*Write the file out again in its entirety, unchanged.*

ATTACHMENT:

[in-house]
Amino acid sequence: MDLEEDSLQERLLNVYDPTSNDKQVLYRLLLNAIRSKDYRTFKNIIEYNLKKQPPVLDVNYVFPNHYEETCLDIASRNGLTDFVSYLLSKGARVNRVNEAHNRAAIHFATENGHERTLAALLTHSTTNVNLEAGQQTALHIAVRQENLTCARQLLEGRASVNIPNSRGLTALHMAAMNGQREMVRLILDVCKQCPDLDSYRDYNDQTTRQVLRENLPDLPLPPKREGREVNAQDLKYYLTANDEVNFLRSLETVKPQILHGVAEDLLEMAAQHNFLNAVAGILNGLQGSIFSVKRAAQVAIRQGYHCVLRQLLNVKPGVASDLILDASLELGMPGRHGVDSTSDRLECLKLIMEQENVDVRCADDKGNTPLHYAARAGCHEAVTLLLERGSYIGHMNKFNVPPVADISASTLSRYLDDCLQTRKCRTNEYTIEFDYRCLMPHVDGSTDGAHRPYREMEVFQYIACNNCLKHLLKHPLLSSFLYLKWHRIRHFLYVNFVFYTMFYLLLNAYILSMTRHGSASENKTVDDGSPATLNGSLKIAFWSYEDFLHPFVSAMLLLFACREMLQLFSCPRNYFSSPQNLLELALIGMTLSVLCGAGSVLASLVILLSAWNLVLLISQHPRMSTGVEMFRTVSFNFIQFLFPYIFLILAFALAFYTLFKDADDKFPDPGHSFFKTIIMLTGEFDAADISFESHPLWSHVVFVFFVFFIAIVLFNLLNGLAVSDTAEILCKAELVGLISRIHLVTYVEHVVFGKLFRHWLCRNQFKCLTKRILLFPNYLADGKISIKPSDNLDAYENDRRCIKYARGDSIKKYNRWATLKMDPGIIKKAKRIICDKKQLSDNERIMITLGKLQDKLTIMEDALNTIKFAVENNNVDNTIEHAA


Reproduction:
[in-house]
Amino acid sequence: MDLEEDSLQERLLNVYDPTSNDKQVLYRLLLNAIRSKDYRTFKNIIEYNLKKQPPVLDVNYVFPNHYEETCLDIASRNGLTDFVSYLLSKGARVNRVNEAHNRAAIHFATENGHERTLAALLTHSTTNVNLEAGQQTALHIAVRQENLTCARQLLEGRASVNIPNSRGLTALHMAAMNGQREMVRLILDVCKQCPDLDSYRDYNDQTTRQVLRENLPDLPLPPKREGREVNAQDLKYYLTANDEVNFLRSLETVKPQILHGVAEDLLEMAAQHNFLNAVAGILNGLQGSIFSVKRAAQVAIRQGYHCVLRQLLNVKPGVASDLILDASLELGMPGRHGVDSTSDRLECLKLIMEQENVDVRCADDKGNTPLHYAARAGCHEAVTLLLERGSYIGHMNKFNVPPVADISASTLSRYLDDCLQTRKCRTNEYTIEFDYRCLMPHVDGSTDGAHRPYREMEVFQYIACNNCLKHLLKHPLLSSFLYLKWHRIRHFLYVNFVFYTMFYLLLNAYILSMTRHGSASENKTVDDGSPATLNGSLKIAFWSYEDFLHPFVSAMLLLFACREMLQLFSCPRNYFSSPQNLLELALIGMTLSVLCGAGSVLASLVILLSAWNLVLLISQHPRMSTGVEMFRTVSFNFIQFLFPYIFLILAFALAFYTLFKDADDKFPDPGHSFFKTIIMLTGEFDAADISFESHPLWSHVVFVFFVFFIAIVLFNLLNGLAVSDTAEILCKAELVGLISRIHLVTYVEHVVFGKLFRHWLCRNQFKCLTKRILLFPNYLADGKISIKPSDNLDAYENDRRCIKYARGDSIKKYNRWATLKMDPGIIKKAKRIICDKKQLSDNERIMITLGKLQDKLTIMEDALNTIKFAVENNNVDNTIEHAA